There she was, on the way to the United States, in what was to be only a temporary stopover on the island, but that brought permanent effects. It was there she learned Spanish, her arroz con pollo, her habit of referring ironically to a certain type of man as a caballero, but also where her teeth were taken from her—and she did not know what would happen next. My mother, who remembers watching Bubby throughout her life brush and massage her gums made tender and sore by the dentures, remains furious about this dental malpractice to this day.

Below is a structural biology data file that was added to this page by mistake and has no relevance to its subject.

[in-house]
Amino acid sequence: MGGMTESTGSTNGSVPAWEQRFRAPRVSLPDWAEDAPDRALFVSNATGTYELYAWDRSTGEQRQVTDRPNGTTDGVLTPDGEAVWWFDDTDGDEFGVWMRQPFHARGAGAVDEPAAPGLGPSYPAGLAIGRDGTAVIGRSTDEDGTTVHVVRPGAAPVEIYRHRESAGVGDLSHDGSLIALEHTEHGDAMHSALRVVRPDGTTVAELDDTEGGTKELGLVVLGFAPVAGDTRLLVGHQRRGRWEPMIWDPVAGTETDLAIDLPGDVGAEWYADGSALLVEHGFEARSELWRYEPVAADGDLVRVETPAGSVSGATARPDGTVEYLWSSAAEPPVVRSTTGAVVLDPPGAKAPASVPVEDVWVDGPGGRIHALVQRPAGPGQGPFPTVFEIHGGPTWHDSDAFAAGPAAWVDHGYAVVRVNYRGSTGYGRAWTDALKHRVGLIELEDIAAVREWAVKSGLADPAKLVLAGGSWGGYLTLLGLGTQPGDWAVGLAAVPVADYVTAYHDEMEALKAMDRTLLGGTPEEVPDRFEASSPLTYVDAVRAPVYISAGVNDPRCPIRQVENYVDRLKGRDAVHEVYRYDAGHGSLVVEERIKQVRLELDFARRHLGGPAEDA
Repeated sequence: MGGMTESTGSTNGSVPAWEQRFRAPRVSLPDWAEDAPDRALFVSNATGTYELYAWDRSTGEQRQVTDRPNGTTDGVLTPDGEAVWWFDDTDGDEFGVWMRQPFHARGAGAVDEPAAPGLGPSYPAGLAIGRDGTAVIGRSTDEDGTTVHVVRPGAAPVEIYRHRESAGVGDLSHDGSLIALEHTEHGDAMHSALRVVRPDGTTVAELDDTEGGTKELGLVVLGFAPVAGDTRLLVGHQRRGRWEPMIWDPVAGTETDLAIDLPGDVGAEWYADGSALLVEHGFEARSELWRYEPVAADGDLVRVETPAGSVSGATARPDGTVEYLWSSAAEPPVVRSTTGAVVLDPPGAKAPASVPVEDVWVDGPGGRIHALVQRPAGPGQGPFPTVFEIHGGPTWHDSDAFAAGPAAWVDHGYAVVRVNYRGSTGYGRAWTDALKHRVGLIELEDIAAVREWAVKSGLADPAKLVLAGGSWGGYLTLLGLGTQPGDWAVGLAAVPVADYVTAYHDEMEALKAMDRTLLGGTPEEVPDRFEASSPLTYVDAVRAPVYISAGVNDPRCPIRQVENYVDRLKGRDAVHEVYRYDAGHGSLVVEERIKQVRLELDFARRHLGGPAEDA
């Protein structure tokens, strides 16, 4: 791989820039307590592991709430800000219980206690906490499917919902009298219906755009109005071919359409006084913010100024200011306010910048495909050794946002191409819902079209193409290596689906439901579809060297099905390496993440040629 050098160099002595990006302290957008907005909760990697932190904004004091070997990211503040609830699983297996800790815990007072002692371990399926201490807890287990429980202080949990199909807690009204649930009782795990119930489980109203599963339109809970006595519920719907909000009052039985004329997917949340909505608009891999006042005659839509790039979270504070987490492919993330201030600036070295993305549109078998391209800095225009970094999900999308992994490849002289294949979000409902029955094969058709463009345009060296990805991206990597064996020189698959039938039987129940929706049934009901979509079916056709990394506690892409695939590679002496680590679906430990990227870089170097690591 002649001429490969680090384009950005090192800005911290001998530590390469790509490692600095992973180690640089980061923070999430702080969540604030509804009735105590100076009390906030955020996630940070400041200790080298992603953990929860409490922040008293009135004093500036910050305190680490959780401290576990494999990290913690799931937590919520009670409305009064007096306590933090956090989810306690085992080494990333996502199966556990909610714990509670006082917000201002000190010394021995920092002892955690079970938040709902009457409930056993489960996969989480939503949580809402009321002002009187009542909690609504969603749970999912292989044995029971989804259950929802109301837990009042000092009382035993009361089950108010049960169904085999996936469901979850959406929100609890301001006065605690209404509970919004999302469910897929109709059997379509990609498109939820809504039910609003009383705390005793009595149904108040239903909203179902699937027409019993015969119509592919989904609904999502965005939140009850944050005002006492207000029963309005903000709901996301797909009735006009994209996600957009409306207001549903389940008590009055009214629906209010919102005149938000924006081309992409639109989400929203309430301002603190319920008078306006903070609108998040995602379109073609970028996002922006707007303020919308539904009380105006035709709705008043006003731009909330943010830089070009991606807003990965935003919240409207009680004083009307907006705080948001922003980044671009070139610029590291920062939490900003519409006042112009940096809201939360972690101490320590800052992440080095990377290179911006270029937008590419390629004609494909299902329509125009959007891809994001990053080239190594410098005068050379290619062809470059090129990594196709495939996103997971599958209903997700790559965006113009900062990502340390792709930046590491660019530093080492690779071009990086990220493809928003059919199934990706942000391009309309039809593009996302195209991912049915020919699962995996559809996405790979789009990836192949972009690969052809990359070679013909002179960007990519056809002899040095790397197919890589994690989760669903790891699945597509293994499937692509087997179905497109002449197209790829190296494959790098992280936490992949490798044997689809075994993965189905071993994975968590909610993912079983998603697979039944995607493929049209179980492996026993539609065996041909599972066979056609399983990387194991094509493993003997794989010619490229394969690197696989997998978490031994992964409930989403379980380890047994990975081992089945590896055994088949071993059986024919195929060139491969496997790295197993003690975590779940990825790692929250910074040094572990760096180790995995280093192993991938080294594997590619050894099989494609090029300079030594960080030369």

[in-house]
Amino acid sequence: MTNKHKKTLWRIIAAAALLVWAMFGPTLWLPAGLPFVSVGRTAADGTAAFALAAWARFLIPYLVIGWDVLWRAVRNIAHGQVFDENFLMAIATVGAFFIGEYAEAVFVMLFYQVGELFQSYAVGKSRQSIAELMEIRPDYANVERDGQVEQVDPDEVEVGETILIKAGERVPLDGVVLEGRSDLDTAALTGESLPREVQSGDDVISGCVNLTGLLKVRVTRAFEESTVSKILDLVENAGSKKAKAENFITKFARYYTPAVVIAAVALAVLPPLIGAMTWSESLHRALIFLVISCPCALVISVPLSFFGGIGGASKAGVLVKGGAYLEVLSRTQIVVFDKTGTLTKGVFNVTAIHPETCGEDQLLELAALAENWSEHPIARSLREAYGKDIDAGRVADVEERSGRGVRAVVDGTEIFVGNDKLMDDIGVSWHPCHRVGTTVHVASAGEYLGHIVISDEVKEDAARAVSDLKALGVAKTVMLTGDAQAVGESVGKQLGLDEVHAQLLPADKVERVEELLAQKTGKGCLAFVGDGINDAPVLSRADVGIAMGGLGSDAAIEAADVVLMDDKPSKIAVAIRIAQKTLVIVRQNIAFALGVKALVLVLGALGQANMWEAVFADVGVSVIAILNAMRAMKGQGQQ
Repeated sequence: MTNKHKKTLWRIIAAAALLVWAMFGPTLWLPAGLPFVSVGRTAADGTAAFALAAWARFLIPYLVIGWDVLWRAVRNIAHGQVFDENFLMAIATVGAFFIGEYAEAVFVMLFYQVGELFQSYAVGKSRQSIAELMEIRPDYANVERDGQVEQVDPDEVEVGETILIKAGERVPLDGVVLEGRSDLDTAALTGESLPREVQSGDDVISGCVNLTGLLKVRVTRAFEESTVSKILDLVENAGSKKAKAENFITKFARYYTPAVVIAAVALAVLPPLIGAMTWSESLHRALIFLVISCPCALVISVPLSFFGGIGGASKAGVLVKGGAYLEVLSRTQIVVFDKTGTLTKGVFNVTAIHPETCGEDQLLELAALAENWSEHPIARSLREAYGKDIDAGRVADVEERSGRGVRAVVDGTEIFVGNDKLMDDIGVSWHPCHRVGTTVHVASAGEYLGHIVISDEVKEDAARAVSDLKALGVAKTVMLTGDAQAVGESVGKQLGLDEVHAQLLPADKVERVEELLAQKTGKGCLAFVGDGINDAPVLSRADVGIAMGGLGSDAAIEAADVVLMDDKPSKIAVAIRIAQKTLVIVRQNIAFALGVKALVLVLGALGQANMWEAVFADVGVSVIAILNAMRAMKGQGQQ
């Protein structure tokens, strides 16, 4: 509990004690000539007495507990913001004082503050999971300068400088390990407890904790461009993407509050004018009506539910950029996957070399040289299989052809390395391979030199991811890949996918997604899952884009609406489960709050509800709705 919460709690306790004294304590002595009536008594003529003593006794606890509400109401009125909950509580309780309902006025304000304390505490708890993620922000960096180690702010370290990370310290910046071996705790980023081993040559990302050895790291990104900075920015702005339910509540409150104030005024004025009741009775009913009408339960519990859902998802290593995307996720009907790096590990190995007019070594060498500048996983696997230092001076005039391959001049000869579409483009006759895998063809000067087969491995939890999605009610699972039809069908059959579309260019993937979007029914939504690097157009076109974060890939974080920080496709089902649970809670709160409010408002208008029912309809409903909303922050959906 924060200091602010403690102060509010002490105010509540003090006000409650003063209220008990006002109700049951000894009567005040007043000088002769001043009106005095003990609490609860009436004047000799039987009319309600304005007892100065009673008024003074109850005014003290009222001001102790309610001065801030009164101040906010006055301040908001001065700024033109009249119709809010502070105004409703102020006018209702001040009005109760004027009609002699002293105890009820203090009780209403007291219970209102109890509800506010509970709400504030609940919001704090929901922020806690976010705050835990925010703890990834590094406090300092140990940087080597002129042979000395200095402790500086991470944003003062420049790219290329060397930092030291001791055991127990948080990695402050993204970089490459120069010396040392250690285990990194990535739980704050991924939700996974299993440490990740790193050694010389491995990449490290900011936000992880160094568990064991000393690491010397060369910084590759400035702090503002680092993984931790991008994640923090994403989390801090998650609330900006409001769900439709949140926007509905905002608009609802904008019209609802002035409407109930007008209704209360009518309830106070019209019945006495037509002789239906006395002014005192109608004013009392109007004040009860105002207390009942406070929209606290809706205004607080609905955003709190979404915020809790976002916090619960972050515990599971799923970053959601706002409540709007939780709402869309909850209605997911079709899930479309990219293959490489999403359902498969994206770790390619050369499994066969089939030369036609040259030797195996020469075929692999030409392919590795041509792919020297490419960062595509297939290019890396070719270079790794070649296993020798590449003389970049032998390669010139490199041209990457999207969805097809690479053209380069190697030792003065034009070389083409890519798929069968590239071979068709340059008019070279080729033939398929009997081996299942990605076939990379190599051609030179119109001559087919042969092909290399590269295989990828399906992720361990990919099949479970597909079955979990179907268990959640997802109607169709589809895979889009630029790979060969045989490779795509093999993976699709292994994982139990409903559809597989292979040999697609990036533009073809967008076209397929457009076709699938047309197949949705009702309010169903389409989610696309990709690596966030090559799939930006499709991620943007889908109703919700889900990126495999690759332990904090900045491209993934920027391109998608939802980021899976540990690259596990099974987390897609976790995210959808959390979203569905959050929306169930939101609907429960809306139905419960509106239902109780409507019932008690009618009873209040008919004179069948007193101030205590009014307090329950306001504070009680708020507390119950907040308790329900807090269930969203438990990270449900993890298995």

It might not have been sheer malfeasance, though, that led the dentist to do what he did. At the time, one influential school of thought in dentistry, so-called “focal theory,” held that the root of the teeth was the primary source of human disease. In a 1910 speech published in The Lancet, the well-known British medical journal, William Hunter gilded his flawed theory with vivid detail: “Gold fillings, gold caps, gold bridges, gold crowns, fixed dentures, built in, on and around diseased teeth, form a veritable mausoleum of gold over a mass of sepsis to which there is no parallel in the whole realm of medicine or surgery.” Hunter and his many acolytes insisted on mass extraction to heal a host of problems of wildly different etiology—arthritis, depression, pancreatitis, the flu. These physicians, who insisted on “total clearance,” the removal of all teeth, created what can only be called an antagonistic dental atmosphere. In the name of modern medicine, dentists were to empty the mouth. It was a paradigm that reigned from Hunter’s article until about 1940, when the accreting weight of clinical studies that disputed the focal theory’s tenets of disease genesis and the increasing availability of antibiotics finally persuaded the profession to seek out less drastic and invasive forms of treatment of disease and teeth. It is certainly possible that it was in the name of focal theory that my great-grandmother’s teeth were removed, sacrificed at, as one critic called the doctrine, “the altar of ignorance.”